At tonight's Atlanta Press Club event, many questions were asked and due to the format some I feel remained unanswered. I'm not being critical of the format because it was excellent. But as Grayson told me later, we could have been there for hours if the parking garage had not closed at 9:00.
So, I think I will take some time to answer a few of those questions. These are my personal answers and in no way apply to others. I feel certain some will come along to agree with some things and disagree with some things. But that interaction is what we want and expect so have at it.
So, my fellow bloggers? Please pardon my meta.
Why do you blog?
I think this is the issue which puzzles most in the traditional media. For most in print and TV, I'm sure it is a labor of love but as Annie Savoy in Bull Durham pontificates, it's also a job. For me it is not a job, although I wouldn't object to it being a job.
I blog for three reasons: a passion for writing, awareness of the world and interaction with other viewpoints. I've always written but blogging allows me to pour forth whatever enters my mind. Writing daily also develops discipline. The format allows what any writer craves; instant feedback. As a political commentator, I also hear different viewpoints and have on occasion had my mind completely changed.
How do you make money?
Well, unless your name is Erick Erickson or Kos, you probably don't. It doesn't mean you won't eventually. But despite the technology existing for almost ten years, this is still a relatively new field. People will find a way to make money. I have always believed if you provide compelling content you will attract readers/viewers and the money will follow. But I do not do this for money. I do it because I love to write.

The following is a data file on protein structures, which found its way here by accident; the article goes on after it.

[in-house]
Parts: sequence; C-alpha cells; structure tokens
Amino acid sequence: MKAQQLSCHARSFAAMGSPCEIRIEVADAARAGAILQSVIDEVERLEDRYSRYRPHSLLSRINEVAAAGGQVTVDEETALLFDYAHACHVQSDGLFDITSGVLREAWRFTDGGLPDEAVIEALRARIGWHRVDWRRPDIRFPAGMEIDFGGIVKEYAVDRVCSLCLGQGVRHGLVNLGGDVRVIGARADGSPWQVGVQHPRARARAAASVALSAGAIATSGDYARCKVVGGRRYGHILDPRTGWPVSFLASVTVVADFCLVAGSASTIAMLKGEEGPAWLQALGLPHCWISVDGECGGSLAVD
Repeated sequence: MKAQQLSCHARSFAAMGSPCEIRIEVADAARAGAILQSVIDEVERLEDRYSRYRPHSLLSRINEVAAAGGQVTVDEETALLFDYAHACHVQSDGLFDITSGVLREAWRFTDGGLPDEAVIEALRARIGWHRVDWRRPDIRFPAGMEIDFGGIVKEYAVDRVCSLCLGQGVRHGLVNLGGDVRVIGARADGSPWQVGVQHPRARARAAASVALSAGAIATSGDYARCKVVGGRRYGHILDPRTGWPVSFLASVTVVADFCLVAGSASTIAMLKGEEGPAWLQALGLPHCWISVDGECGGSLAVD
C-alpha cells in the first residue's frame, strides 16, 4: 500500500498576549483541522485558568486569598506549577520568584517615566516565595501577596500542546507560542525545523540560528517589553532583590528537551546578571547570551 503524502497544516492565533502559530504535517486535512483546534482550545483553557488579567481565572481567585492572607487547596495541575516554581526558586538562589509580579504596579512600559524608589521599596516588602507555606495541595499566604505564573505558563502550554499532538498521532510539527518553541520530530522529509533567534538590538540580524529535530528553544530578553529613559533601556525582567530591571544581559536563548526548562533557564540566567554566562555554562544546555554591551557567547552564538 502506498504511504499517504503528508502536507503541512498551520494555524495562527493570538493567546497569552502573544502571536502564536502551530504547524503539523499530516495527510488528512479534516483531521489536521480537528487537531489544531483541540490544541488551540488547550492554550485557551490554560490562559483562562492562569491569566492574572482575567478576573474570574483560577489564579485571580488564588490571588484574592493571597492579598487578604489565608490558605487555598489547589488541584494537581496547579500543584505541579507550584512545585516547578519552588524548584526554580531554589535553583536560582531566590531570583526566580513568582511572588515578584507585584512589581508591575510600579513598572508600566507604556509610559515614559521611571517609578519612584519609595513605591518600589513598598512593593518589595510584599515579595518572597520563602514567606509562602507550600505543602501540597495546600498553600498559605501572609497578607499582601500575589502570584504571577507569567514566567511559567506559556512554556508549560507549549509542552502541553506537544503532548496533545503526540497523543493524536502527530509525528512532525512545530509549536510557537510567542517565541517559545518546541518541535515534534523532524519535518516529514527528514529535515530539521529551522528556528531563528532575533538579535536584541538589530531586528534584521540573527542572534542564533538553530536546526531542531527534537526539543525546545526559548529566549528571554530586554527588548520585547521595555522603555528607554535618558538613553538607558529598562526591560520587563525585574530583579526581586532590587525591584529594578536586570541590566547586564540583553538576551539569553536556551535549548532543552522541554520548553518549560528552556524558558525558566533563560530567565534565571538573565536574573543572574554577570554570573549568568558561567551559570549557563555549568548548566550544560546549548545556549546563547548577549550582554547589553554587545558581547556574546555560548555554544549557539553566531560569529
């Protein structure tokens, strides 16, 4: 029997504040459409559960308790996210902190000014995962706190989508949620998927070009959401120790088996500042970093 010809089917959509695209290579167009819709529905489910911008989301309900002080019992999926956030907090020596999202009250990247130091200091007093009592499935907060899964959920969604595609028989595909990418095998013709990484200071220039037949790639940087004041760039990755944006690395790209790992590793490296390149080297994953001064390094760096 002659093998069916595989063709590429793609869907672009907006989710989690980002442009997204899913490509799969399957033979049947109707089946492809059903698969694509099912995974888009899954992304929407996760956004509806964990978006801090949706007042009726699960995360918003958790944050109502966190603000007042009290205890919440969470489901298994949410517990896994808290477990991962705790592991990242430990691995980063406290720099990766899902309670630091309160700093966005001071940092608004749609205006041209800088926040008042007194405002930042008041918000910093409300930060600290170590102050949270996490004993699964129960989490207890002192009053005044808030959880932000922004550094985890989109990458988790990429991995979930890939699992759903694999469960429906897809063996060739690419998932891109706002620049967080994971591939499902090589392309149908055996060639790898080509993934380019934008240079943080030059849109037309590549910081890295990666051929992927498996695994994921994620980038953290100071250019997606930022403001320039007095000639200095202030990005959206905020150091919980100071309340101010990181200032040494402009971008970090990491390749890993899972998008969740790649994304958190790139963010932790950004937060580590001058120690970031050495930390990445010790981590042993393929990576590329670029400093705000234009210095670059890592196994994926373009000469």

Not that I'm against making money. If anyone wants to sling a little cash this way, please contact me. Toot sweet!
Who is your editor?
In the day to day operations I am. I decide what I want to write about and what angle I will take. I wouldn't mind having a copy editor though. I hate proofreading and see it as a necessary evil.
But the better answer is you are. A blogger's editor is the blog's community and the larger blogosphere. If you get something wrong, you will hear the screams of indignation immediately. It's a self correcting system. The days of someone presenting utter lies and fabrication are mostly in the past. In plain language, if we screw up, there are hundreds of other predators in the internet sea who will gleefully rend at our flesh.
A lot of people talk about credibility. Well, let me tell you, publish one false story and see just how fast credibility that took months and years to build flies out the window.
Is citizen journalism possible?
Yes. But like most anything, it is easy to do but very difficult to do well. Journalism is a craft and those trained in the craft must do it well every single time. Bloggers, excluding journalist bloggers of course, are not usually trained in that craft. But that does not mean they cannot report compelling content and report it well.
I'm not saying it's common. It's actually pretty rare. But when it does happen, it's a sight to see. And despite the beliefs of some, it is not always just "eyewitnessing".
Look, I'm not a journalist. I'm just a monkey with a typewriter. But if those who would poo-poo the idea that an ordinary joe cannot report an event with accuracy will pardon a little personal chest thumping, I challenge you to browse this, this, this, this, this, this, this and this. Oh and this one might really knot your knickers.
Enough personal chest thumping. There is other original reporting out there. It ain't hard to find if you are willing to look.
That's about all I got for the moment. I hope it clears up a few things about my perspective. No matter. The comment section is open so let the free for all begin.